Zeroing In On Guinea Worm Disease

Jan 16, 2009 01:31:30

Description:

When The Carter Center began leading the campaign to eradicate Guinea worm in 1986, there were an estimated 3.5 million cases of the disease in 20 countries in Africa and Asia. Today, there are fewer than 5,000 cases in six African countries—Sudan, Ghana, Mali, Ethiopia, Nigeria, and Niger—making Guinea worm disease poised to be the next disease after smallpox to be eradicated. Dr. Donald Hopkins, who directs all health programs at The Carter Center and is a leading expert on disease eradication including smallpox, and Dr. Ernesto Ruiz-Tiben, who leads the Center's Guinea worm eradication program, discuss the journey toward this public health achievement and the strategy to reach zero cases of the disease. 1/15/2009

Restoring Rights and Rules: A New Human Rights Agenda for the United States

Dec 4, 2008 01:31:02

Description:

The U.S. human rights record has been greatly tarnished by Guantanamo Bay, Abu Ghraib, and other events during recent years. Join former U.S. President Jimmy Carter, Egyptian human rights defender Saad Ibrahim, Executive Director of Amnesty International USA Larry Cox, and Chairperson of the Afghanistan Independent Human Rights Commission Sima Samar as they discuss how the next administration can restore the reputation of the United States on human rights. Event will be moderated by Karin Ryan, director of the Carter Center's Human Rights Program. 12/03/2008

The Crab & The Fly: River Blindness

Oct 2, 2008 00:09:54

Description:

In the dense forests of Uganda, the fight against river blindness follows an especially challenging mission. Watch public health specialists from The Carter Center as they journey to the black fly's breeding area, discover how freshwater crabs play a unique role in the life cycle of the insect, and learn how dedicated field workers devote tireless efforts to the demanding job of eradicating the fly and the terrible disease it carries. 10/1/2008

River Blindness in Uganda

Oct 2, 2008 00:03:44

Description:

In the dense forests of Uganda, the fight against river blindness follows an especially challenging mission. Watch public health specialists from The Carter Center as they journey to the black fly's breeding area, discover how freshwater crabs play a unique role in the life cycle of the insect, and learn how dedicated field workers devote tireless efforts to the demanding job of eradicating the fly and the terrible disease it carries. 10/1/2008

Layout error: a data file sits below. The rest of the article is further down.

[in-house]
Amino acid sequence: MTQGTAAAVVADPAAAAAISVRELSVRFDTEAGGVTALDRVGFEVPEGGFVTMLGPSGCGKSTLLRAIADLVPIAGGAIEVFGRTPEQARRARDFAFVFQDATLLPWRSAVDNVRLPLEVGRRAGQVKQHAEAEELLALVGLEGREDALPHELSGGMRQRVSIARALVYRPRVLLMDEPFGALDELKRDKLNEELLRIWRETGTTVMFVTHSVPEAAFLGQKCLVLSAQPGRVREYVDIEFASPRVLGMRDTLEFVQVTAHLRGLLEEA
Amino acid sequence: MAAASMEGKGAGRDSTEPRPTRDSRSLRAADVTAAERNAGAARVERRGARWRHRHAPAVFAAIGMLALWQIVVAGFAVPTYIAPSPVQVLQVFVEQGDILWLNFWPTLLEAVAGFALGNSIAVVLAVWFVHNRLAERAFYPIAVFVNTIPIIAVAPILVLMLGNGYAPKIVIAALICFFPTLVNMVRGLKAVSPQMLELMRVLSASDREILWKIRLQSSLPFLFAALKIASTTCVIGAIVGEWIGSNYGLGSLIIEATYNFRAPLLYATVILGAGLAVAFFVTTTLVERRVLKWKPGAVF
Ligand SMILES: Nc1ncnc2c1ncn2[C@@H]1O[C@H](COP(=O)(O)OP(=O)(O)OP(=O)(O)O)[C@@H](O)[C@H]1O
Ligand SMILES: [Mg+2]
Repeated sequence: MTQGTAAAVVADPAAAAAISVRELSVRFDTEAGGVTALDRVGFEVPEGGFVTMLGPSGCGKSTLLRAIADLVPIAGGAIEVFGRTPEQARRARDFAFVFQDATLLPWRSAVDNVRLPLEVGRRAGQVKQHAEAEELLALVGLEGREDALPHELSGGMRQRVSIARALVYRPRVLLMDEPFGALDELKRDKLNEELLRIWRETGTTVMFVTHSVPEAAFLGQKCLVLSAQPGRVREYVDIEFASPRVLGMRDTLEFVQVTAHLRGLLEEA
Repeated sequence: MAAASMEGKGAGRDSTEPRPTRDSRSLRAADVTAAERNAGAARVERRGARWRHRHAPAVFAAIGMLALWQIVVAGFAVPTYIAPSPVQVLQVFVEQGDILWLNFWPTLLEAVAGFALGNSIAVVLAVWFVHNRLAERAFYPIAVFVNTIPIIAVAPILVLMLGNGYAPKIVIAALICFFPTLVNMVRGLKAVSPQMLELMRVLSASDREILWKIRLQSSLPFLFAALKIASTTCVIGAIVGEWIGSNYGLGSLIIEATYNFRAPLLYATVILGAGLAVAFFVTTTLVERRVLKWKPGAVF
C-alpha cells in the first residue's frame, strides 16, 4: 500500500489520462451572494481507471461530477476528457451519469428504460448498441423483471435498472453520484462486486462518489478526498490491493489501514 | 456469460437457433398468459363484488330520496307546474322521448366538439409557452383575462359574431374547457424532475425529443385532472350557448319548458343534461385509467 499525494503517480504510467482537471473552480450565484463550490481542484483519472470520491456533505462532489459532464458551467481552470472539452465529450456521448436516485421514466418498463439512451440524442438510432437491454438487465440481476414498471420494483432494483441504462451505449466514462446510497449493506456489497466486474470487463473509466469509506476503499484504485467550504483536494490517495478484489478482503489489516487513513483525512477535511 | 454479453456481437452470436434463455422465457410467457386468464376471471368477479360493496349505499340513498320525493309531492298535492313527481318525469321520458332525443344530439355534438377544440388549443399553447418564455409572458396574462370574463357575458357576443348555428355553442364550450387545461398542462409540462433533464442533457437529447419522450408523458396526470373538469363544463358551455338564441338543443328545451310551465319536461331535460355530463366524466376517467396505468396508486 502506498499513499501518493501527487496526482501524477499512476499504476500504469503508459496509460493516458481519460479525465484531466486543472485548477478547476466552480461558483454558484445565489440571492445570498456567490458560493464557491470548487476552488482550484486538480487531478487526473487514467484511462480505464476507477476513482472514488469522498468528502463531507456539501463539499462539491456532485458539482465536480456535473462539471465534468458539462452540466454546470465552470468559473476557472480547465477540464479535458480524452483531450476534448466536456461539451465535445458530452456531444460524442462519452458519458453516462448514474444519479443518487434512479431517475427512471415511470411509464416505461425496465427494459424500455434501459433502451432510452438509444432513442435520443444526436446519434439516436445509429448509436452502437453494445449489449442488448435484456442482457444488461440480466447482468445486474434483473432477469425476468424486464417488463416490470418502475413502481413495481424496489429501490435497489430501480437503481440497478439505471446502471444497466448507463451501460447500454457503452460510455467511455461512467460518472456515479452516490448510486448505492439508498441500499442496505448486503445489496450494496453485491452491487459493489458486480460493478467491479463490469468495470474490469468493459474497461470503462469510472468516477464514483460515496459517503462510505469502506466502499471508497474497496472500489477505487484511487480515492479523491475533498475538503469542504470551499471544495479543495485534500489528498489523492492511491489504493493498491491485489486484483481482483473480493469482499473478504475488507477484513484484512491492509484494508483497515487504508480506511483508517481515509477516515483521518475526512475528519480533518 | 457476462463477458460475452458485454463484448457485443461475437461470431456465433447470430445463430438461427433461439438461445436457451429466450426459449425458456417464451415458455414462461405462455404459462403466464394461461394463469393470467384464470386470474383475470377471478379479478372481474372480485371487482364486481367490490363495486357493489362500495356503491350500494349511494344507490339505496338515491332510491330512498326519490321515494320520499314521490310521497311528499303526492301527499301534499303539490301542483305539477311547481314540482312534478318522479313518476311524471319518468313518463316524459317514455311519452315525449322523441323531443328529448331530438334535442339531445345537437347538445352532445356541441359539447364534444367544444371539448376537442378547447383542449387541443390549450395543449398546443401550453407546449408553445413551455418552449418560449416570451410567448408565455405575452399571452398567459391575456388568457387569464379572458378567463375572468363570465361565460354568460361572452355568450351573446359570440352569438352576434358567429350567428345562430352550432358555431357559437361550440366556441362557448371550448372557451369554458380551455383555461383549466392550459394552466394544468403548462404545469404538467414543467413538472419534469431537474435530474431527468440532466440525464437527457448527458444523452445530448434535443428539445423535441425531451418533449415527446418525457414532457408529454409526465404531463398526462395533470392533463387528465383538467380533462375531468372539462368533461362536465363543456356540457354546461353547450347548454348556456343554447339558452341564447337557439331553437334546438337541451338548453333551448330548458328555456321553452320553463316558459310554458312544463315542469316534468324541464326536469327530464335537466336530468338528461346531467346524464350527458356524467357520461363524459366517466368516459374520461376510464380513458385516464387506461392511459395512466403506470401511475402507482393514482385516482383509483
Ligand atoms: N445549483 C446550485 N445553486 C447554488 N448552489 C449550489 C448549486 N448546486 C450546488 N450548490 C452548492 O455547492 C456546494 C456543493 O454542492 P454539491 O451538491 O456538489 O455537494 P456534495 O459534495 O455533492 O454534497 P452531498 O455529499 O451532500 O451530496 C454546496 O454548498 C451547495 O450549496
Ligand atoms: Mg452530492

A Conversation With The Carters

Sep 24, 2008 01:35:05

Description:

Former U.S. President Jimmy Carter and former First Lady Rosalynn Carter discuss current initiatives at The Carter Center and their recent activities. Moderated by Carter Center CEO Dr. John Hardman.

Role of Media in Liberia Civil War

Jun 5, 2008 01:43:30

Description:

Panel discussion on the role of the media during Liberia's civil war, moderated by Isha Sesay, host of CNN International's Inside Africa, held at The Carter Center on June 4, 2008. Sponsored by The Carter Center; Emory Institute for Developing Nations; Sutherland, Asbill & Brennan LLP; and Atlanta Friends of the Liberian Truth & Reconciliation Commission.

Guinea Worm's Last Stand Southern Sudan

May 2, 2008 00:10:41

Description:

The Guinea worm eradication campaign in Southern Sudan led by The Carter Center, Southern Sudan's government, and other key partners. See how Guinea worm disease affects the lives of villagers who struggle to survive in a land just emerging from decades of civil war, and how the Carter Center's dedicated health workers face enormous challenges on the front lines of this historic final battle. 5/1/2008